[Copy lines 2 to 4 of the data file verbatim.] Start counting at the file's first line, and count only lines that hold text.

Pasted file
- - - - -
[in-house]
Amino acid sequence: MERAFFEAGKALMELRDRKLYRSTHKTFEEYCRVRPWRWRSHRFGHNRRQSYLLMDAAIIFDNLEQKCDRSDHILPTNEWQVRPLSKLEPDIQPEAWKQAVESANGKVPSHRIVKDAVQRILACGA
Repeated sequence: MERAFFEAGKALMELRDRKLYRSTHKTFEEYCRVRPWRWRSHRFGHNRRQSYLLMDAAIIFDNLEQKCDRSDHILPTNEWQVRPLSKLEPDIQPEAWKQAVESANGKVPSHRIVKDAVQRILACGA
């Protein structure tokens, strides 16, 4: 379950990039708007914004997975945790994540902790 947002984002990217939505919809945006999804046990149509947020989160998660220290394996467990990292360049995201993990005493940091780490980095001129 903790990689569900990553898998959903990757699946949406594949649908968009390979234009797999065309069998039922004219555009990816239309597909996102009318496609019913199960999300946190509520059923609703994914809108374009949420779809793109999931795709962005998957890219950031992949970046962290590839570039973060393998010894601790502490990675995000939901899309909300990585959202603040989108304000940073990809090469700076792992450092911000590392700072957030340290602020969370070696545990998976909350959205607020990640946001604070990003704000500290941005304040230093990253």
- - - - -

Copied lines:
Amino acid sequence: MERAFFEAGKALMELRDRKLYRSTHKTFEEYCRVRPWRWRSHRFGHNRRQSYLLMDAAIIFDNLEQKCDRSDHILPTNEWQVRPLSKLEPDIQPEAWKQAVESANGKVPSHRIVKDAVQRILACGA
Repeated sequence: MERAFFEAGKALMELRDRKLYRSTHKTFEEYCRVRPWRWRSHRFGHNRRQSYLLMDAAIIFDNLEQKCDRSDHILPTNEWQVRPLSKLEPDIQPEAWKQAVESANGKVPSHRIVKDAVQRILACGA
């Protein structure tokens, strides 16, 4: 379950990039708007914004997975945790994540902790 947002984002990217939505919809945006999804046990149509947020989160998660220290394996467990990292360049995201993990005493940091780490980095001129 903790990689569900990553898998959903990757699946949406594949649908968009390979234009797999065309069998039922004219555009990816239309597909996102009318496609019913199960999300946190509520059923609703994914809108374009949420779809793109999931795709962005998957890219950031992949970046962290590839570039973060393998010894601790502490990675995000939901899309909300990585959202603040989108304000940073990809090469700076792992450092911000590392700072957030340290602020969370070696545990998976909350959205607020990640946001604070990003704000500290941005304040230093990253």